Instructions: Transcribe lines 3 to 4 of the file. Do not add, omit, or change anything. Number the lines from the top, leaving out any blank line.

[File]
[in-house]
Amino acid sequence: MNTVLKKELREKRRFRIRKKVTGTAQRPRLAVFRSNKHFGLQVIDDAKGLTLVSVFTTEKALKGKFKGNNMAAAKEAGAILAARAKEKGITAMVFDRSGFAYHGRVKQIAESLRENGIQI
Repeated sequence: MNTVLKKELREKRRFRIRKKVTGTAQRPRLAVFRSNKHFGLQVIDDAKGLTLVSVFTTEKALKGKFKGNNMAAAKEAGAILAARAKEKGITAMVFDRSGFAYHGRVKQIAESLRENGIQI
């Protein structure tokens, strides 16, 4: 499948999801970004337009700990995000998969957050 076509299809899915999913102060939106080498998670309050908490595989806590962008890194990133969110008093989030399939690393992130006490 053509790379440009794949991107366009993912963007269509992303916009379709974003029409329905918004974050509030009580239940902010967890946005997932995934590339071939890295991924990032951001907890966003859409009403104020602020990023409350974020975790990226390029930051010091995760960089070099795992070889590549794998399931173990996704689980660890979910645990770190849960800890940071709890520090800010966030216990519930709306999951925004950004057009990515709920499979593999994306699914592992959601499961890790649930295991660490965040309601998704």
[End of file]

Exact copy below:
Repeated sequence: MNTVLKKELREKRRFRIRKKVTGTAQRPRLAVFRSNKHFGLQVIDDAKGLTLVSVFTTEKALKGKFKGNNMAAAKEAGAILAARAKEKGITAMVFDRSGFAYHGRVKQIAESLRENGIQI
């Protein structure tokens, strides 16, 4: 499948999801970004337009700990995000998969957050 076509299809899915999913102060939106080498998670309050908490595989806590962008890194990133969110008093989030399939690393992130006490 053509790379440009794949991107366009993912963007269509992303916009379709974003029409329905918004974050509030009580239940902010967890946005997932995934590339071939890295991924990032951001907890966003859409009403104020602020990023409350974020975790990226390029930051010091995760960089070099795992070889590549794998399931173990996704689980660890979910645990770190849960800890940071709890520090800010966030216990519930709306999951925004950004057009990515709920499979593999994306699914592992959601499961890790649930295991660490965040309601998704």